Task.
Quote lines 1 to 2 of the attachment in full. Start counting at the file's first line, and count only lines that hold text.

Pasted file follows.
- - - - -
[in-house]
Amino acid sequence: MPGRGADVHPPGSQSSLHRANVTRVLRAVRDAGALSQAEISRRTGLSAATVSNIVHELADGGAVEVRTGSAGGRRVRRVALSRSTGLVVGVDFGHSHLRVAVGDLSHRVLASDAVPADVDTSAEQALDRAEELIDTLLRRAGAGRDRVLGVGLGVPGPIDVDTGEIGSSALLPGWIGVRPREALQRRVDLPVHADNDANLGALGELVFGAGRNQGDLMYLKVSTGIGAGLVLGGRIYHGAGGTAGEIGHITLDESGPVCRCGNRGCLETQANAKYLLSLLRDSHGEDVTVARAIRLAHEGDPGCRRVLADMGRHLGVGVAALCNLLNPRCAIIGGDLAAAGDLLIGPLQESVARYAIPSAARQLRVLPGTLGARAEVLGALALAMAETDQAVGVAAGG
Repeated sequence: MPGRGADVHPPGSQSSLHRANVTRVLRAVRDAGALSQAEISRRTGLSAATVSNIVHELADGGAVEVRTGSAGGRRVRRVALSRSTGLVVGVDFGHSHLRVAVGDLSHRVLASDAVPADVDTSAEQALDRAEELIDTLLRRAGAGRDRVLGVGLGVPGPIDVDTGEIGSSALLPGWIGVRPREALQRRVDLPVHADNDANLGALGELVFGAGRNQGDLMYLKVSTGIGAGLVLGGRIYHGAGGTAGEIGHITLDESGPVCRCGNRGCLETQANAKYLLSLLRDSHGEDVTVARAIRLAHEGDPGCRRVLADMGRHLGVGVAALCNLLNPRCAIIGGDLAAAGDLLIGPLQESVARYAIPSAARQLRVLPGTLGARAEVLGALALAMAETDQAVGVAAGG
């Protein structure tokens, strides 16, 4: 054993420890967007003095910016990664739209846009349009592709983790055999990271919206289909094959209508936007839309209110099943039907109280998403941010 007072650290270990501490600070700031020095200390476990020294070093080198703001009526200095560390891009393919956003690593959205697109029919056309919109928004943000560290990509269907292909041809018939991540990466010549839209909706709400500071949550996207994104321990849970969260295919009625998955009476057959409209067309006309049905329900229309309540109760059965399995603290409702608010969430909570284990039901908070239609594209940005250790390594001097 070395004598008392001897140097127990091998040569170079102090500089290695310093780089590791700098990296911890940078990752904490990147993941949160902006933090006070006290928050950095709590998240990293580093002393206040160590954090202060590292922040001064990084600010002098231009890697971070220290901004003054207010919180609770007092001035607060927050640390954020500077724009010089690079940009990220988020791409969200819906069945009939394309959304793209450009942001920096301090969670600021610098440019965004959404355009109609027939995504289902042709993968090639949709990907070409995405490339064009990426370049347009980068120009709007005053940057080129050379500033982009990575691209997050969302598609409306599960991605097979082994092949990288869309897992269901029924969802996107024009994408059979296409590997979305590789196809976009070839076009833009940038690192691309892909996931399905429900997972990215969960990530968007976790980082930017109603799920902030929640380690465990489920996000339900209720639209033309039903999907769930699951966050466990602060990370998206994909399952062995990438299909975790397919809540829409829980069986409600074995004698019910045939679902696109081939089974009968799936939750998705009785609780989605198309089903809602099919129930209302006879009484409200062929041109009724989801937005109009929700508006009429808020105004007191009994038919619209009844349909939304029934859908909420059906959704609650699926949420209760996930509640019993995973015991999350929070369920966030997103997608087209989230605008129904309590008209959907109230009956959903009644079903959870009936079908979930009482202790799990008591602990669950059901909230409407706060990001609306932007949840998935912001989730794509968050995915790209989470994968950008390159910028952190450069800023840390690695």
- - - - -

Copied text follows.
[in-house]
Amino acid sequence: MPGRGADVHPPGSQSSLHRANVTRVLRAVRDAGALSQAEISRRTGLSAATVSNIVHELADGGAVEVRTGSAGGRRVRRVALSRSTGLVVGVDFGHSHLRVAVGDLSHRVLASDAVPADVDTSAEQALDRAEELIDTLLRRAGAGRDRVLGVGLGVPGPIDVDTGEIGSSALLPGWIGVRPREALQRRVDLPVHADNDANLGALGELVFGAGRNQGDLMYLKVSTGIGAGLVLGGRIYHGAGGTAGEIGHITLDESGPVCRCGNRGCLETQANAKYLLSLLRDSHGEDVTVARAIRLAHEGDPGCRRVLADMGRHLGVGVAALCNLLNPRCAIIGGDLAAAGDLLIGPLQESVARYAIPSAARQLRVLPGTLGARAEVLGALALAMAETDQAVGVAAGG